“I can type faster than you can talk” Not Likely.
There have been numerous academic papers and research that shows speech has become robustly more efficient than the classic smartphone keyboard entry modality. Researchers Sherry Ruan, Jacob O. Wobbrock, Kenny Liou, Andrew Ng, James Landay crafted a great empirical study to prove just how efficient voice is. The researchers at Stanford University demonstrated that with modern voice recognition systems, voice has a 3 times higher efficiency when compared to typical typing on a smartphone . Although this was an impartial academic study, the researchers actually expected that voice would have just a slight advantage. It turned out that speech recognition has improved to such a degree over text input the researchers were rather shocked by the results:
“In our study, we found that text entry speeds, in words per minute (WPM), using speech were about 3.0 times faster than the keyboard for English (161.20 vs. 53.46 WPM) and about 2.8 times faster than the keyboard for Mandarin Chinese (108.43 vs. 31.31 WPM). Total error rates were also favorable to speech, with speech error rates being 20.4% lower than the keyboard error rates in English (2.93% vs. 3.68%), and 63.4% lower in Mandarin (7.51% vs. 20.54%). Thus, speech was demonstrably faster and more accurate than the keyboard.”
There has been an aggrieve argument from what I call Voice First deniers that posits “Keyboards are faster and more efficient” and they use this unsupported postulation as a basis of why Voice First is “decades away” even while the explosive growth of Echo/Alexa and the commanding rise of Siri has contradicted these ideas.
There are many reasons that just about every postulation about Voice First is decades away is similar to the idea that we will only need 10,000 computers was presented in the later 1960s was incorrect. This study presents that just one element, efficiently and error free voice input is clearly demonstrated with current technology:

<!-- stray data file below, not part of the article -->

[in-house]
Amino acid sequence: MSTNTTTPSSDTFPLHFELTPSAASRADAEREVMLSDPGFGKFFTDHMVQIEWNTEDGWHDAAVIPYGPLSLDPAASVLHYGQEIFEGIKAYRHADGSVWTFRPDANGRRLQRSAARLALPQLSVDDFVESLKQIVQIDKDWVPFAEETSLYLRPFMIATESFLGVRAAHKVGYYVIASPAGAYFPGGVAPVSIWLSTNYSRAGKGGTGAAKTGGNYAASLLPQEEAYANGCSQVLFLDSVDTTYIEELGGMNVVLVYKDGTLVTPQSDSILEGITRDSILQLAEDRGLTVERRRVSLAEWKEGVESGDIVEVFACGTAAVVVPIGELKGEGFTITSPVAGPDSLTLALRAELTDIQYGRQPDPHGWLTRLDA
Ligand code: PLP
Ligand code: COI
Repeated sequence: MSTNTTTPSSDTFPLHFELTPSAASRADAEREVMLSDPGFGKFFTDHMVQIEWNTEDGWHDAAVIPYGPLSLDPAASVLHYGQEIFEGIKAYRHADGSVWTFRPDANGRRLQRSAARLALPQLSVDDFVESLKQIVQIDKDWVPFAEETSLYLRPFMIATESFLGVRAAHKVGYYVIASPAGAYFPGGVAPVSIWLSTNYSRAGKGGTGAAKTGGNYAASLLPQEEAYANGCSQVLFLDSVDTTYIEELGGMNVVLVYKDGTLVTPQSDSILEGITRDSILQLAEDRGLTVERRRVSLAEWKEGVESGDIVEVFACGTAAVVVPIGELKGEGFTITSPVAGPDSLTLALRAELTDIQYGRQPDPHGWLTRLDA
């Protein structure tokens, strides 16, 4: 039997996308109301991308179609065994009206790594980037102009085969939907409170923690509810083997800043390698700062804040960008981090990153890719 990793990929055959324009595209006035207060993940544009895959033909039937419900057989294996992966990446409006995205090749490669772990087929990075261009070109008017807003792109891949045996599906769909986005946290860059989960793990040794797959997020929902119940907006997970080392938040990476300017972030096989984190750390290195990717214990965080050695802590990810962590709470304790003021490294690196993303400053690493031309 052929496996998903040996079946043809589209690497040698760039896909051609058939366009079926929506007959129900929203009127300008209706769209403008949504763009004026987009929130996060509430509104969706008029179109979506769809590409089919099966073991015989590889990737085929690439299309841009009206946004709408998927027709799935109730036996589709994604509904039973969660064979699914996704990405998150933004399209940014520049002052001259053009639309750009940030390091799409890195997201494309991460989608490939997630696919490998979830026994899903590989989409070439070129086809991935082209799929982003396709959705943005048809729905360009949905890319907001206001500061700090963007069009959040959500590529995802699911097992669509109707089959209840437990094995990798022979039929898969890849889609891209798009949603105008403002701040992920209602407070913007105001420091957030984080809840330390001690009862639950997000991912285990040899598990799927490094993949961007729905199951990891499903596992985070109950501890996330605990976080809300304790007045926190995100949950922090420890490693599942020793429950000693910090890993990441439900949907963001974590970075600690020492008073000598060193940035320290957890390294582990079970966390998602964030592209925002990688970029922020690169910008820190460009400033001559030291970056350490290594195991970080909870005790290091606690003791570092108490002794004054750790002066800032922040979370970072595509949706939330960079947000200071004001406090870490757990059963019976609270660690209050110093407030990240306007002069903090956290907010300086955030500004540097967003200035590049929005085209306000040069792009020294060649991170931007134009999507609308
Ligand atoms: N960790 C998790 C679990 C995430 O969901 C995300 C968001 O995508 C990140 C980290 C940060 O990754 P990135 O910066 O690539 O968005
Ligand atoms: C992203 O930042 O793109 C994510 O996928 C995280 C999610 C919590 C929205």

“With laptops and desktops, the dominant method of text entry is the full-size keyboard; now with the ubiquity of mobile devices like smartphones, two new widely used methods have emerged: miniature touch screen keyboards and speech-based dictation. It is currently unknown how these two modern methods compare. We therefore evaluated the text entry performance of both methods in English and in Mandarin Chinese on a mobile smartphone. In the speech input case, our speech recognition system gave an initial transcription, and then recognition errors could be corrected using either speech again or the smartphone keyboard. We found that with speech recognition, the English input rate was 3.0x faster, and the Mandarin Chinese input rate 2.8x faster, than a state-of-the-art miniature smartphone keyboard. Further, with speech, the English error rate was 20.4% lower, and Mandarin error rate 63.4% lower, than the keyboard. Our experiment was carried out using Deep Speech 2, a deep learning-based speech recognition system, and the built-in Qwerty or Pinyin (Mandarin) Apple iOS keyboards. These results show that a significant shift from typing to speech might be imminent and impactful. Further research to develop effective speech interfaces is warranted.” 
Accuracy and efficiency is just one element of why Voice will be the fundamental input modality over the arc of the next 10 years. This academic empirical study goes a very long way to explain just how superior Voice has become. It is likely not to stop many of the Voice First deniers, especially the ones on Sand Hill Road who have intellectually invested in a future where Voice was not prominent. However at some point, you can not stop a revolution who’s time has come.
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